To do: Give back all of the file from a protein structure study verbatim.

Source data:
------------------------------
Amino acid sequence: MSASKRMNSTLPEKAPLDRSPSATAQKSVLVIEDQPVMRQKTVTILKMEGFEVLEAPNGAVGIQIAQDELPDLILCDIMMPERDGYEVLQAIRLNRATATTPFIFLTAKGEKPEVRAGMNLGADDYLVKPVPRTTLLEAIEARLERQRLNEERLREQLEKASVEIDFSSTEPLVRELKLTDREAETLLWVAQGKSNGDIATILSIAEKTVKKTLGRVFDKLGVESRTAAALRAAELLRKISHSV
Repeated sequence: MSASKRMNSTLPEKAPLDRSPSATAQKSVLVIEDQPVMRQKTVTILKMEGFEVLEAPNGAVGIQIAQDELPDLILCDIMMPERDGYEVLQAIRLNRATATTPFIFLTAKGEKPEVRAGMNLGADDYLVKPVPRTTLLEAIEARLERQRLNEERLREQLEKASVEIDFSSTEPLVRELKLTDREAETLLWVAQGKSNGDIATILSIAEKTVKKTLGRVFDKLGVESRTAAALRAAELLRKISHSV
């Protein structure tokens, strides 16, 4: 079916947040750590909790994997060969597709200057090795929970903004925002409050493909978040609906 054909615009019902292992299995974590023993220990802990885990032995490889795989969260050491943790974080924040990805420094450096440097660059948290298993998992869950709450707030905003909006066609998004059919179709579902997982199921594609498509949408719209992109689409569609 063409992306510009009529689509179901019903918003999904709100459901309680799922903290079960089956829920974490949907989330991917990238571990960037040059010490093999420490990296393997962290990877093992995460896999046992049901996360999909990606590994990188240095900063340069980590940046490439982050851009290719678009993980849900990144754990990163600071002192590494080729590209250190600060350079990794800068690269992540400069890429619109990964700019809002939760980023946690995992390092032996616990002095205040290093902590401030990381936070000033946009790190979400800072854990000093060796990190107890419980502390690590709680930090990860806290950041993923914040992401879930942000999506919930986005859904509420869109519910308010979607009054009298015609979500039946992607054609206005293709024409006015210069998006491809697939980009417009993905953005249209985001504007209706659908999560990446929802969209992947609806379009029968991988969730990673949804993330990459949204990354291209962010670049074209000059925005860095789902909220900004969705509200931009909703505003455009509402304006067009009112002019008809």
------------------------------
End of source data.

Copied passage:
Amino acid sequence: MSASKRMNSTLPEKAPLDRSPSATAQKSVLVIEDQPVMRQKTVTILKMEGFEVLEAPNGAVGIQIAQDELPDLILCDIMMPERDGYEVLQAIRLNRATATTPFIFLTAKGEKPEVRAGMNLGADDYLVKPVPRTTLLEAIEARLERQRLNEERLREQLEKASVEIDFSSTEPLVRELKLTDREAETLLWVAQGKSNGDIATILSIAEKTVKKTLGRVFDKLGVESRTAAALRAAELLRKISHSV
Repeated sequence: MSASKRMNSTLPEKAPLDRSPSATAQKSVLVIEDQPVMRQKTVTILKMEGFEVLEAPNGAVGIQIAQDELPDLILCDIMMPERDGYEVLQAIRLNRATATTPFIFLTAKGEKPEVRAGMNLGADDYLVKPVPRTTLLEAIEARLERQRLNEERLREQLEKASVEIDFSSTEPLVRELKLTDREAETLLWVAQGKSNGDIATILSIAEKTVKKTLGRVFDKLGVESRTAAALRAAELLRKISHSV
């Protein structure tokens, strides 16, 4: 079916947040750590909790994997060969597709200057090795929970903004925002409050493909978040609906 054909615009019902292992299995974590023993220990802990885990032995490889795989969260050491943790974080924040990805420094450096440097660059948290298993998992869950709450707030905003909006066609998004059919179709579902997982199921594609498509949408719209992109689409569609 063409992306510009009529689509179901019903918003999904709100459901309680799922903290079960089956829920974490949907989330991917990238571990960037040059010490093999420490990296393997962290990877093992995460896999046992049901996360999909990606590994990188240095900063340069980590940046490439982050851009290719678009993980849900990144754990990163600071002192590494080729590209250190600060350079990794800068690269992540400069890429619109990964700019809002939760980023946690995992390092032996616990002095205040290093902590401030990381936070000033946009790190979400800072854990000093060796990190107890419980502390690590709680930090990860806290950041993923914040992401879930942000999506919930986005859904509420869109519910308010979607009054009298015609979500039946992607054609206005293709024409006015210069998006491809697939980009417009993905953005249209985001504007209706659908999560990446929802969209992947609806379009029968991988969730990673949804993330990459949204990354291209962010670049074209000059925005860095789902909220900004969705509200931009909703505003455009509402304006067009009112002019008809």